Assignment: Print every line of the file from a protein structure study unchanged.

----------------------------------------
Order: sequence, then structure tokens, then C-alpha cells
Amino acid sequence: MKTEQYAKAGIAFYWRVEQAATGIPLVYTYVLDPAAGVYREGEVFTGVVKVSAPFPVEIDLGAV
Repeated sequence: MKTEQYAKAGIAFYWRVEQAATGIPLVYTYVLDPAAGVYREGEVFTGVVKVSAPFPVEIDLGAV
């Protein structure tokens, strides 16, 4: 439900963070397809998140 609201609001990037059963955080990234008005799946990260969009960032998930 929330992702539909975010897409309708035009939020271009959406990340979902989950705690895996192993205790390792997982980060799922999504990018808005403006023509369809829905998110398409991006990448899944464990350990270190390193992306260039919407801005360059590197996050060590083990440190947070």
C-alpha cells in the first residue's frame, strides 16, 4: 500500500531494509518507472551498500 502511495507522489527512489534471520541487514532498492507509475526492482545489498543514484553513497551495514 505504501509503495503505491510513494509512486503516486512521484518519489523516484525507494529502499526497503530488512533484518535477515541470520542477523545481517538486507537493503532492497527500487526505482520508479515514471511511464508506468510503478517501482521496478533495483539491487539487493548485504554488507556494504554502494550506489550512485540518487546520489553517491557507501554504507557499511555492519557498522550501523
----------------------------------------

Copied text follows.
Order: sequence, then structure tokens, then C-alpha cells
Amino acid sequence: MKTEQYAKAGIAFYWRVEQAATGIPLVYTYVLDPAAGVYREGEVFTGVVKVSAPFPVEIDLGAV
Repeated sequence: MKTEQYAKAGIAFYWRVEQAATGIPLVYTYVLDPAAGVYREGEVFTGVVKVSAPFPVEIDLGAV
């Protein structure tokens, strides 16, 4: 439900963070397809998140 609201609001990037059963955080990234008005799946990260969009960032998930 929330992702539909975010897409309708035009939020271009959406990340979902989950705690895996192993205790390792997982980060799922999504990018808005403006023509369809829905998110398409991006990448899944464990350990270190390193992306260039919407801005360059590197996050060590083990440190947070």
C-alpha cells in the first residue's frame, strides 16, 4: 500500500531494509518507472551498500 502511495507522489527512489534471520541487514532498492507509475526492482545489498543514484553513497551495514 505504501509503495503505491510513494509512486503516486512521484518519489523516484525507494529502499526497503530488512533484518535477515541470520542477523545481517538486507537493503532492497527500487526505482520508479515514471511511464508506468510503478517501482521496478533495483539491487539487493548485504554488507556494504554502494550506489550512485540518487546520489553517491557507501554504507557499511555492519557498522550501523